EGU22-10953
https://doi.org/10.5194/egusphere-egu22-10953
EGU General Assembly 2022
© Author(s) 2022. This work is distributed under
the Creative Commons Attribution 4.0 License.

Peatbogs to the rescue! Opportunities and challenges in using ombrotrophic peat cores for a reconstruction of paleo-storms during the Holocene in eastern Canada

Antoine Lachance1, Matthew Peros2, and Jeannine-Marie St-Jacques1
Antoine Lachance et al.
  • 1Geography, Planning & Environment, Concordia University, Montréal, Canada
  • 2Environment & Geography, Bishops University, Sherbrooke, Canada

Tropical cyclones and winter storms are pervasive dangers to coastal communities in eastern Canada and, under future climate change regimes, these extreme weather events are projected to increase. However, it remains challenging to establish the relationship between external forcing mechanisms, such as the North-Atlantic Oscillation (NAO) and the Atlantic Multidecadal Oscillation (AMO), and temporal variability of past storms on short timescales in this region. This is due to the scarce availability of and difficulty of producing high-resolution paleo-storm records. Here, we contribute to Northeast Atlantic paleo-storm research by showing how to leverage the advantages of using ombrotrophic peatlands in building a high-resolution paleo-storm reconstruction. Ombrotrophic peatlands receive water and minerals exclusively from atmospheric deposition and often accumulate sediments rapidly, making them excellent repositories of past storms.

Our reconstruction is based on a multi-proxy analysis of two peat sequences of 3.25 m (TAC – Tourbière-de-l’Anse-à-la-Cabane) and 7.00 m (TLM – Tourbière-du-lac-Maucôque) that were recovered from two ombrotrophic peat bogs on Île du Havre-Aubert, the southernmost island of the Magdalen Islands archipelago, in eastern Canada. The samples cover the entire peat sequence, with the base of the cores ending in sediments of glacial or marine origin. The cores were dated by 14C and 210Pb.The bottommost peat sediments date to ~8500 BP for TLM and ~4200 BP for TAC, with mean accumulation rates of 10 years/cm and 20 years/cm, respectively. We used a combination of X-ray microfluorescence (μ-XRF) measurements, computerized-tomography density, and Aeolian Sand Influx (ASI) measurements to identify allochthonous material from the ocean and surrounding beaches and sandstone cliffs in the peat cores. Analyses show high frequency variability in bromine and chlorine, which we hypothesize to be associated to sea-spray, and in terrigenous elements (potassium, titanium, manganese, iron), which we hypothesize to be associated to surrounding beaches and cliff sediments. ASI variations in the core closely match variations in terrigenous elements. It is hypothesized that mineral particles were deposited in the peat bogs during extreme weather events; this is suported by short-term peaks in chemical elements and aeolian sand from the topmost portion of the core that are correlated to known extreme events from modern instrumental data. High frequency (decadal) variability seen in the elemental and aeolian sand data throughout the core could possibly result from variation in storminess.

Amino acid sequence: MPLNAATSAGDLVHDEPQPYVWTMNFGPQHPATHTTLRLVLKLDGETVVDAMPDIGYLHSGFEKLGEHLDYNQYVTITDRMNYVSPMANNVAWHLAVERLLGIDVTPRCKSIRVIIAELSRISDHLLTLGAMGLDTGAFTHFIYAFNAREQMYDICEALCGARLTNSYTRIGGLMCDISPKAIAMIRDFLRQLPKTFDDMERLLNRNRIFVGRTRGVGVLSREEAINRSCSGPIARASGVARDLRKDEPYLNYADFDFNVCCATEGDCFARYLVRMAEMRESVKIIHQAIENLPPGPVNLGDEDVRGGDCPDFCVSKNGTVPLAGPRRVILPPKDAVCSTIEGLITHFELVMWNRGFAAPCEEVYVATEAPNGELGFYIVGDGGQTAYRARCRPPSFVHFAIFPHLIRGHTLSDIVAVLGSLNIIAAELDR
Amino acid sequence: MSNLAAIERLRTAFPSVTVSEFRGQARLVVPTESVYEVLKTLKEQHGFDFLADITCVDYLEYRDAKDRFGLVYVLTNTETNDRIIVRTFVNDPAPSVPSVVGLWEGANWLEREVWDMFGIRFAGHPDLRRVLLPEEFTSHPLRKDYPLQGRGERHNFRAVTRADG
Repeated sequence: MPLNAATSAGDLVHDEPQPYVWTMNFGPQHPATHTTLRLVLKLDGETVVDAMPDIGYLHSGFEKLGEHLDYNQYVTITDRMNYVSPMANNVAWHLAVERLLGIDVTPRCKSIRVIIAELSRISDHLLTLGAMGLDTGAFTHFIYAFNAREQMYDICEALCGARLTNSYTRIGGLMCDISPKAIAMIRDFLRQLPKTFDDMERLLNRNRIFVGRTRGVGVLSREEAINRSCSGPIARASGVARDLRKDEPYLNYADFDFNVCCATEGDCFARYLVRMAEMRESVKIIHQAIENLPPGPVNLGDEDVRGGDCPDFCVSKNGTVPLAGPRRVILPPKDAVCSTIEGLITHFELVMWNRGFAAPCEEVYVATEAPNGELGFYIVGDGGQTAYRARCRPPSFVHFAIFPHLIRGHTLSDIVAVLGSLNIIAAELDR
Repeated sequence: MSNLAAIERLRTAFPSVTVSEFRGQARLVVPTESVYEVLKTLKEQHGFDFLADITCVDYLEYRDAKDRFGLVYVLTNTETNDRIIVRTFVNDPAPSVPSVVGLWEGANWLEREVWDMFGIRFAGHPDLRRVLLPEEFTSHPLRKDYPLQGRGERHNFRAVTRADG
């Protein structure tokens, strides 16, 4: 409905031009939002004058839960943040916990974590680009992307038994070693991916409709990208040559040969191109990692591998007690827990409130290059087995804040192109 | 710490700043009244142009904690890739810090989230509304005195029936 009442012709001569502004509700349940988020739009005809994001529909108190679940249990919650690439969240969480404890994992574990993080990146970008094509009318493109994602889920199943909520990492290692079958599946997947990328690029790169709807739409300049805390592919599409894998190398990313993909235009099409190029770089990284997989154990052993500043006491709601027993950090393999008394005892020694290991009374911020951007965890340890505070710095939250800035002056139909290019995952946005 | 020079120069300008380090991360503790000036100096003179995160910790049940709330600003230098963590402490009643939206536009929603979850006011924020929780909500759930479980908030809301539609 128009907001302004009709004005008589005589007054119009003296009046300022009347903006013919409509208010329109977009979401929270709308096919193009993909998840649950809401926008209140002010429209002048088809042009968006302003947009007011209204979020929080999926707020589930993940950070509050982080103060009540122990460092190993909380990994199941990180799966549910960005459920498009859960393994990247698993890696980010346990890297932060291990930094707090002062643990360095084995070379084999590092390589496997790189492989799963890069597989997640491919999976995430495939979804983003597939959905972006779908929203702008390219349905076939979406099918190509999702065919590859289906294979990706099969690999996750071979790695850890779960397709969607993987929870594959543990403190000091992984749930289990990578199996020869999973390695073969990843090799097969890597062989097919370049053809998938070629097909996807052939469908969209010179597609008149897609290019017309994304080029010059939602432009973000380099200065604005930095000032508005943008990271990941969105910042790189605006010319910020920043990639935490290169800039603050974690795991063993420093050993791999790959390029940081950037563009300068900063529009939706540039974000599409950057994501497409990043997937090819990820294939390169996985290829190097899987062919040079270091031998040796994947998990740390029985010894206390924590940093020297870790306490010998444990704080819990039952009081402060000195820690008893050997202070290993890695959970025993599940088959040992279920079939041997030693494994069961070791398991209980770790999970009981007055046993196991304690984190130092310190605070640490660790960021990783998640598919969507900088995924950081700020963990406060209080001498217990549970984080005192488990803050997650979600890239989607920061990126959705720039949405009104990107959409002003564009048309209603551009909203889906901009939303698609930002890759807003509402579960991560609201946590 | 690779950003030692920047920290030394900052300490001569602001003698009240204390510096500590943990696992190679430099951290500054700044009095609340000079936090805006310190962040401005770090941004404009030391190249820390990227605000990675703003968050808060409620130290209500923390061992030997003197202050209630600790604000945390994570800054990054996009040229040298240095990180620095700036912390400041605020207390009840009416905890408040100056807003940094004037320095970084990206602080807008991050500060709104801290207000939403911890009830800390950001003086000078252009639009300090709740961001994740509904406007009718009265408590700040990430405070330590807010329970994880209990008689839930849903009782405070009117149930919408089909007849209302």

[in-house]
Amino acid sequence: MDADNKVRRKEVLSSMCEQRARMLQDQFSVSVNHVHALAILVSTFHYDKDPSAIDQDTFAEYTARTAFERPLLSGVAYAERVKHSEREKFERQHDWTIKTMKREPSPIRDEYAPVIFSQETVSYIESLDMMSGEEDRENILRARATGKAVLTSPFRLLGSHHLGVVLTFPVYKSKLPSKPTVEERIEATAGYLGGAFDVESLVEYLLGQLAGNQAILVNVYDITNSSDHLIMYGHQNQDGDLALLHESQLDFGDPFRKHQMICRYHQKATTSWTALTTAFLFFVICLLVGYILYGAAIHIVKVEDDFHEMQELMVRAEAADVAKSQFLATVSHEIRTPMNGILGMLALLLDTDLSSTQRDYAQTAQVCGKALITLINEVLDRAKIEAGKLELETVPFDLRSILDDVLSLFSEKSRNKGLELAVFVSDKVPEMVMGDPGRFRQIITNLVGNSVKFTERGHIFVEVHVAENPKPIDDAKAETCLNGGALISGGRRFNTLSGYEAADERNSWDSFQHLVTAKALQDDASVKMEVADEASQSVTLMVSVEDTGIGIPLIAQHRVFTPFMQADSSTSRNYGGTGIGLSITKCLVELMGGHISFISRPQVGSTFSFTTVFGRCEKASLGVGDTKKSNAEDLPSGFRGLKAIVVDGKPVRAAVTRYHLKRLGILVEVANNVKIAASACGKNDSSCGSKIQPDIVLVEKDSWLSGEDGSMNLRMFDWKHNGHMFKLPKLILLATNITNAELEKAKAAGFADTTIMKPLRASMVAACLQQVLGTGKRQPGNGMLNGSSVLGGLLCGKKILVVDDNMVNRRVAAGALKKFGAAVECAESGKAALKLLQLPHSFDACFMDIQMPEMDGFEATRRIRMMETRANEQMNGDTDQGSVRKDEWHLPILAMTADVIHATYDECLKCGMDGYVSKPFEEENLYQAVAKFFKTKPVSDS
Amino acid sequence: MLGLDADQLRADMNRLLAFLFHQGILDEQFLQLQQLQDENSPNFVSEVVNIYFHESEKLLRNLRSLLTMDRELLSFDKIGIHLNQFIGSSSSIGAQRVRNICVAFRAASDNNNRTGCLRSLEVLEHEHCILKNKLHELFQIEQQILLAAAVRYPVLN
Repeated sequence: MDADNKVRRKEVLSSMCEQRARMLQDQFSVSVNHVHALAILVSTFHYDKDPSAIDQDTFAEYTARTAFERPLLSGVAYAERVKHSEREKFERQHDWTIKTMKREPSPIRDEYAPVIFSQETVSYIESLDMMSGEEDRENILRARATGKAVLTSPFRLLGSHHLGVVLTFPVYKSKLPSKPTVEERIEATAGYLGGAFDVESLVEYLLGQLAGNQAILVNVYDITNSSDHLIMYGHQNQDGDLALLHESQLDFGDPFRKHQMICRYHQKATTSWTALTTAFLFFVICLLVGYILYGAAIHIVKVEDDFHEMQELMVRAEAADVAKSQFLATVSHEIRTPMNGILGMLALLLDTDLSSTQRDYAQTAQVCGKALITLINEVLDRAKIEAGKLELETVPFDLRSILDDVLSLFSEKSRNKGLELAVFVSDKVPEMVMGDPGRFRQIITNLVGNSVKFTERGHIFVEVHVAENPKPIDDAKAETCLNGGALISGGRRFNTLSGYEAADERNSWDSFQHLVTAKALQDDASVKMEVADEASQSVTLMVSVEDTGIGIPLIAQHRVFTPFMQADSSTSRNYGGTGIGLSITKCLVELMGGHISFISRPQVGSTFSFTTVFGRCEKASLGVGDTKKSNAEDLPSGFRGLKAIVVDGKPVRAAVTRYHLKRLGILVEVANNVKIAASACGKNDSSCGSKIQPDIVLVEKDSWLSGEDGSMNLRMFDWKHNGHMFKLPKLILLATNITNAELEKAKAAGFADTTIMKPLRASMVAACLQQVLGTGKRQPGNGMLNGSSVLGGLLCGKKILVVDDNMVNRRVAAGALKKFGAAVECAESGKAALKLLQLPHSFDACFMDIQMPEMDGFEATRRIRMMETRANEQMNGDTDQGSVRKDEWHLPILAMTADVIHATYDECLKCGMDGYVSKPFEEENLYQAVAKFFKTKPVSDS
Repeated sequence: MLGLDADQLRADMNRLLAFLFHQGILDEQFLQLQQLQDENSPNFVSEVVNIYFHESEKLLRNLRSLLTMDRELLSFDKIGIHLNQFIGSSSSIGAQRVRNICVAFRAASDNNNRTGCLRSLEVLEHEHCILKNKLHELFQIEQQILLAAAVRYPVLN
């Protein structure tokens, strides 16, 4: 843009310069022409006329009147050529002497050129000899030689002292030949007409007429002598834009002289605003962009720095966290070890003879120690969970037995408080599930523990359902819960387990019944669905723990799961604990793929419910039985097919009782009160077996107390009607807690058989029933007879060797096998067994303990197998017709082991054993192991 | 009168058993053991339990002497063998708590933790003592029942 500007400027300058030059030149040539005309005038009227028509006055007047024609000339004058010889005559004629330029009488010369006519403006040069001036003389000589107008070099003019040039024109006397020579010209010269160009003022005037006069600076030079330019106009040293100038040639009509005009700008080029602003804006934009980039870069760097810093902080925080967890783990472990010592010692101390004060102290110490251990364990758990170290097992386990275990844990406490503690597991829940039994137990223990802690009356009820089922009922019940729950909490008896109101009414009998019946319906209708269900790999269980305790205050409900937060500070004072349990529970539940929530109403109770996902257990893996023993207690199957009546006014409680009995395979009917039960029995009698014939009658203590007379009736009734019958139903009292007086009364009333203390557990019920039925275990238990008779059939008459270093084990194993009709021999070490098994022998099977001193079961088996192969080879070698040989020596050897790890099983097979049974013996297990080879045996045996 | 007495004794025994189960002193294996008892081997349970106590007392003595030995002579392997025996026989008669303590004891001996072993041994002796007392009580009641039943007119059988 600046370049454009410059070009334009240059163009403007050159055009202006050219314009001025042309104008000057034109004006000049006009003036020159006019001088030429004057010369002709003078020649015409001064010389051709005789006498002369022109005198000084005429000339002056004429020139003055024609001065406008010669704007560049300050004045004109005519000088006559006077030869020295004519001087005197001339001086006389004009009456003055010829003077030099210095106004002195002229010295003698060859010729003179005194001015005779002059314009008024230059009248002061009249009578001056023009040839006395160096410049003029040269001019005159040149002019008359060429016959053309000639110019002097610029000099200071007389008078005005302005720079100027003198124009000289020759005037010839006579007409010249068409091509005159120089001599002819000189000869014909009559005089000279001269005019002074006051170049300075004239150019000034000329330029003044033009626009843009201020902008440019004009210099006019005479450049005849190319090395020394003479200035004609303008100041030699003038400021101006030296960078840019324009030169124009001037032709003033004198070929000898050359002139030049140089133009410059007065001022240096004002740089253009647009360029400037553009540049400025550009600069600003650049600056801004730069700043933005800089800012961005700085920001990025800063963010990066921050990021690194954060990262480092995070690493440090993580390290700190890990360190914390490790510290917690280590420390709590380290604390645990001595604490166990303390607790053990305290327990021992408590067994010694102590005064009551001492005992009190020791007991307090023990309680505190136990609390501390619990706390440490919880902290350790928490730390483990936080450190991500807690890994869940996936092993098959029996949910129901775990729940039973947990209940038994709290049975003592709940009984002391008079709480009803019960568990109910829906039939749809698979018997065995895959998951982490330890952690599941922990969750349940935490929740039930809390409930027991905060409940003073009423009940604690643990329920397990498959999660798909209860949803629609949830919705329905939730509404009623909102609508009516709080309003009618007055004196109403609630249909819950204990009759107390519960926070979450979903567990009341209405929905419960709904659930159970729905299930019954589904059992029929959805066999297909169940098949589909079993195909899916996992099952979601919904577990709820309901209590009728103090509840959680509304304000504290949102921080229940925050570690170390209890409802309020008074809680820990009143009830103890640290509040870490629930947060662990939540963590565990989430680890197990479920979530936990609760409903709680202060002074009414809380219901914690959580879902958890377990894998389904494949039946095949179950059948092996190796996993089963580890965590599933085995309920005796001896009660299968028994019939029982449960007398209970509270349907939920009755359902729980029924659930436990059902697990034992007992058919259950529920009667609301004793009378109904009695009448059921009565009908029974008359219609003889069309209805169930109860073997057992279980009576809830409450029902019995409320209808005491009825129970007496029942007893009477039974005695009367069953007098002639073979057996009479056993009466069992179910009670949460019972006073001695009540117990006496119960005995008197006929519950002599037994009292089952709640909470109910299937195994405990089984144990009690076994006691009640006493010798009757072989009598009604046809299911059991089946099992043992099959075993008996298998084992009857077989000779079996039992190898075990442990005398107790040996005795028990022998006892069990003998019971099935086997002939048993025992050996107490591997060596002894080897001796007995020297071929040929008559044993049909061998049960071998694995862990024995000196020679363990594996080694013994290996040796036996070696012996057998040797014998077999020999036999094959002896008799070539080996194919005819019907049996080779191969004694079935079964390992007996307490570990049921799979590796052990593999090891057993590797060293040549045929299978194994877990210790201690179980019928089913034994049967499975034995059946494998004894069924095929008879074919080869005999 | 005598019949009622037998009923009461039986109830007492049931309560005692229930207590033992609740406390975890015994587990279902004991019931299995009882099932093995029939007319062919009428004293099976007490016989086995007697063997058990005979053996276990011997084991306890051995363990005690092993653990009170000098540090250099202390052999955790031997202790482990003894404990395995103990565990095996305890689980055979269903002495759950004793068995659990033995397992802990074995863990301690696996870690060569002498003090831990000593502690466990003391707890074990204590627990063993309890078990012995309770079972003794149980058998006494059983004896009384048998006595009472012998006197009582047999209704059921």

By applying a multi-proxy approach that combines μ-XRF geochemistry, density measurements, aeolian sand influx, and modern instrumental data on the full peat sequence, we were able to identify storm-derived materials with confidence while building a high-resolution paleo-storm reconstruction. With this data, we can establish the relationship between external forcing mechanisms and past storms.

How to cite: Lachance, A., Peros, M., and St-Jacques, J.-M.: Peatbogs to the rescue! Opportunities and challenges in using ombrotrophic peat cores for a reconstruction of paleo-storms during the Holocene in eastern Canada, EGU General Assembly 2022, Vienna, Austria, 23–27 May 2022, EGU22-10953, https://doi.org/10.5194/egusphere-egu22-10953, 2022.

Comments on the display material

to access the discussion